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  • And I'm Walter, your host.

  • If you grew up in L.A. like I did,

  • then you kind of understand just how big of a deal

  • Chicano and Chicana culture is out here.

  • And it's a way for people like myself to both honor

  • the lives that we have here and the lives our parents

  • left behind in Mexico.

  • When I first heard that there were

  • people copying Chicano culture in Japan, it seemed surreal.

  • I really had no idea that this world

  • could exist outside of L.A.

  • So I decided to go and find out

  • how this spread so far away and why.

  • Our first stop: the lowrider scene in Nagoya.

  • Lowriders are iconic to the Chicano community

  • in Los Angeles, and were created in the 1940s.

  • They came to represent rebellion, resilience

  • and beauty.

  • And so I'm curious about how these cars got here.

  • That's Junichi.

  • He's one of the godfathers of the Japanese lowrider scene,

  • and founded one of the oldest car clubs in Nagoya.

  • Junichi's been in this role for more than 30 years.

  • For questions about lowrider culture and Chicano culture,

  • he's someone who people in Japan really look up to.

  • [cheering]

  • My first introduction to lowriders

  • were actually people in my neighborhood.

  • My best friend and I growing up,

  • we used to build these little lowrider model cars.

  • All we wanted to do in life was just own

  • these lowrider cars.

  • Being here has me thinking about all of the cultures

  • Japan has taken on at different points.

  • So it's not surprising that there

  • are thousands of people here that

  • are into Chicano culture.

  • For our next stop, we're heading

  • to Osaka, the cultural capital for Chicano fashion and art.

  • Miki Style!

  • Miki Style is a D.J., and he runs

  • a shop called La Puerta that imports clothes from L.A.

  • What's your most popular shirt?

  • DGA.”

  • Why do you think people love this shirt so much?

  • Miki Style reminds me of someone

  • who I went to middle school with.

  • You know, like, shaved head, baggy pants, baggy T-shirt.

  • He goes to L.A.

  • He buys clothes, and he buys gear.

  • And he brings it back to Japan and has a thriving business.

  • So when I thought about cultural appropriation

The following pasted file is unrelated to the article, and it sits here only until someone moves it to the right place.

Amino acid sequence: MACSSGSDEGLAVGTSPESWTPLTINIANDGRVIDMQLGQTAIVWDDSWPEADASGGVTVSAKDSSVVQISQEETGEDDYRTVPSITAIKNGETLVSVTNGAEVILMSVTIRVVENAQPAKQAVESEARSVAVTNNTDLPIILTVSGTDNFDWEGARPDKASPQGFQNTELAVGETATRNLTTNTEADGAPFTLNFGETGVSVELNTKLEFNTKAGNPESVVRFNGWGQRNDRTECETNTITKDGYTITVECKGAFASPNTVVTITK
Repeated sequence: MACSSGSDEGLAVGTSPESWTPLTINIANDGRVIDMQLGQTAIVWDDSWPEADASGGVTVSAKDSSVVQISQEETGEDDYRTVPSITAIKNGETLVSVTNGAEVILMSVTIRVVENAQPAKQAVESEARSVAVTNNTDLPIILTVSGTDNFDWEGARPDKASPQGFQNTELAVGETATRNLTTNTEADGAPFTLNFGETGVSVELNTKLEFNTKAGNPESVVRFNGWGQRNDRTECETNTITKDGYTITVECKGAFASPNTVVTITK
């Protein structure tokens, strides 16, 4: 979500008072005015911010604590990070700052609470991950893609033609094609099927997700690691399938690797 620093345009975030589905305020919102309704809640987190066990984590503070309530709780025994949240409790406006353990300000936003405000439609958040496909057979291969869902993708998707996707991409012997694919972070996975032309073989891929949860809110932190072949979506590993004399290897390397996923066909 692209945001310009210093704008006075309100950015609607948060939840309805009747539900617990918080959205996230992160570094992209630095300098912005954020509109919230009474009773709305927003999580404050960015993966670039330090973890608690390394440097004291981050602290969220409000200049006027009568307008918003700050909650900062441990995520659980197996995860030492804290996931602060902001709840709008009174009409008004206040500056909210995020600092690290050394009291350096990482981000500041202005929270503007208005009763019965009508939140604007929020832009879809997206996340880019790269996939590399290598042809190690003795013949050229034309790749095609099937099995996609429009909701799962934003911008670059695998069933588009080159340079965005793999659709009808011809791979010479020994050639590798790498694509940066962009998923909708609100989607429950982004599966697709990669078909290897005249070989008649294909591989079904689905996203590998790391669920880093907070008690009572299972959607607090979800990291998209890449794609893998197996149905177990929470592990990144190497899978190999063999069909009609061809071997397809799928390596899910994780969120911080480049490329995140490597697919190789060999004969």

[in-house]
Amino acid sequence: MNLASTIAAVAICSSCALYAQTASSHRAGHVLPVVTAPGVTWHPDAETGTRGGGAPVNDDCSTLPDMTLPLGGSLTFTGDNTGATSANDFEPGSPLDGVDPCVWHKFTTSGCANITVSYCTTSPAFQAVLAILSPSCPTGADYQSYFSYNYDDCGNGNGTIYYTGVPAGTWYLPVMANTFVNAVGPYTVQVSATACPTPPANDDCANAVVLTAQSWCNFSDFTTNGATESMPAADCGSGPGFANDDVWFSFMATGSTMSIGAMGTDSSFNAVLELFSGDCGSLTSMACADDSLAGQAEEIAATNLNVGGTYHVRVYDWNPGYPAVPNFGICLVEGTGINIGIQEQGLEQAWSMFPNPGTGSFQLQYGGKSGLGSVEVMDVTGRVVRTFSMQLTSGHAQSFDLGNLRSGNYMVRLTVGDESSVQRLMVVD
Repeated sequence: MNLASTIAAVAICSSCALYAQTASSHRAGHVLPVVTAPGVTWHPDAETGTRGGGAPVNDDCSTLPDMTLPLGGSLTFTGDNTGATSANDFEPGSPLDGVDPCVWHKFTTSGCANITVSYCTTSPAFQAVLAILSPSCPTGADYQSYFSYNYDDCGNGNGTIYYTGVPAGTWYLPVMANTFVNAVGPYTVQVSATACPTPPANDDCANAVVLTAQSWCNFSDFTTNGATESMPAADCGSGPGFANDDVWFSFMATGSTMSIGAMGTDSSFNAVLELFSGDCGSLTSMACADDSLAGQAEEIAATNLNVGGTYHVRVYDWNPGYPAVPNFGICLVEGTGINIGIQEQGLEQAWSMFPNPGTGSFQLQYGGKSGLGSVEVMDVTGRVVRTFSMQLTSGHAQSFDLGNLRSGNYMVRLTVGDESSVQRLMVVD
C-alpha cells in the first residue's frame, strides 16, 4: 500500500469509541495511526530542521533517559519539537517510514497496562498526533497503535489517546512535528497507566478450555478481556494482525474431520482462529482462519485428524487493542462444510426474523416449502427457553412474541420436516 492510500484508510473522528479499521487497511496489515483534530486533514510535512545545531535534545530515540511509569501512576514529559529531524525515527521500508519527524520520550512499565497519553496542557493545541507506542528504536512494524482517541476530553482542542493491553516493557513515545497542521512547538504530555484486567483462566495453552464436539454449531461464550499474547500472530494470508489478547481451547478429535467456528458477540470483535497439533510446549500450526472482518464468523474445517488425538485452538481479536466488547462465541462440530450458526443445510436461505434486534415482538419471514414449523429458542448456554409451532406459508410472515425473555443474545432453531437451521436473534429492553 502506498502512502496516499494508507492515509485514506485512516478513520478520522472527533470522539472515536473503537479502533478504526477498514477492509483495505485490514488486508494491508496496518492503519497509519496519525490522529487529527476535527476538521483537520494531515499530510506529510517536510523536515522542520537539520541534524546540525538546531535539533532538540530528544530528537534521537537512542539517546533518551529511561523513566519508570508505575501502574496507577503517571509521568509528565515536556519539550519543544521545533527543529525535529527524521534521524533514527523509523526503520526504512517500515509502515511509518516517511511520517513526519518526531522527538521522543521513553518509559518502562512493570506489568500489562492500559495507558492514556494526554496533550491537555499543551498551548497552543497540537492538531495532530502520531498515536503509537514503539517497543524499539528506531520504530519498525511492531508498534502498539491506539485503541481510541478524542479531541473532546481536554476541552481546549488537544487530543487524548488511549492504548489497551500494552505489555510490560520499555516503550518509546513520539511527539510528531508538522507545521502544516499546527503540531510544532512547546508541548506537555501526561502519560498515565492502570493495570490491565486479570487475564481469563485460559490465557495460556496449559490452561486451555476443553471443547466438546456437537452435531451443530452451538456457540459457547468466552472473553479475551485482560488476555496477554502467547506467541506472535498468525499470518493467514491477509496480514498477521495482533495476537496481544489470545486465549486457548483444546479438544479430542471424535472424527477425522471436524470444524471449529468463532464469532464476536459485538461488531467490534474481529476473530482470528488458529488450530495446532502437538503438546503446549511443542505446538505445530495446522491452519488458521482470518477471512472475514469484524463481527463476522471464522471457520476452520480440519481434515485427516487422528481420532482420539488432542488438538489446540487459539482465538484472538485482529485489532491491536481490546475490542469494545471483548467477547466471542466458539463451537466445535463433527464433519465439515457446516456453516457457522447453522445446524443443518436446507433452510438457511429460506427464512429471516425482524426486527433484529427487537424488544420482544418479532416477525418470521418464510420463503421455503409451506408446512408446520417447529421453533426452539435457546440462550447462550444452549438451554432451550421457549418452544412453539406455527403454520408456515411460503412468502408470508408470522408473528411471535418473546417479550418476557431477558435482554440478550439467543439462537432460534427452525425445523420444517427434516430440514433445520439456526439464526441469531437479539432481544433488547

• and how oftentimes there is money

  • being made from a certain culture

  • and a certain community, he potentially fit into that.

  • Even though Miki says he respects the culture,

  • it was weird seeing so much of the allied Chicano gang scene

  • represented in his store.

  • So I wanted to meet Night tha Funksta, an artist

  • based in Osaka whose artwork focuses on the positive aspects

  • of Chicano culture.

  • MoNa a.k.a. Sad Girl is one of Japan's most popular

  • Chicano-style rappers.

  • She's released four albums, and her international fan base

  • has taken her to perform in places like L.A. and San Diego.

  • She's Mousey.”

  • Mousey.”

  • Sia.”

  • Sia.”

  • Maiko.”

  • Maiko.”

  • Wella.”

  • Wella.”

  • Wella.”

  • Which one of these women still dress like this?”

  • Nobody.”

  • Nobody?

  • Just you?”

  • Just me.

  • Just me.”

  • [laughs]

  • And what do you think is the future of Chicano fashion

  • and culture here in Japan?”

  • One, two.

  • Check one, two.”

  • Sounds great.”

  • This story attracted me because it was asking

  • a question about belonging.

  • Here you had a group of people really

  • committed to copying Chicano culture,

  • but also deeply Japanese.

  • And so for them, it wasn't a question

  • ofeither/or,” but more so, “and.”

And I'm Walter, your host.

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日本的奇卡諾亞文化內幕|紐約時報 (Inside Japan's Chicano Subculture | NYT)

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    chengye.cai 發佈於 2021 年 01 月 14 日
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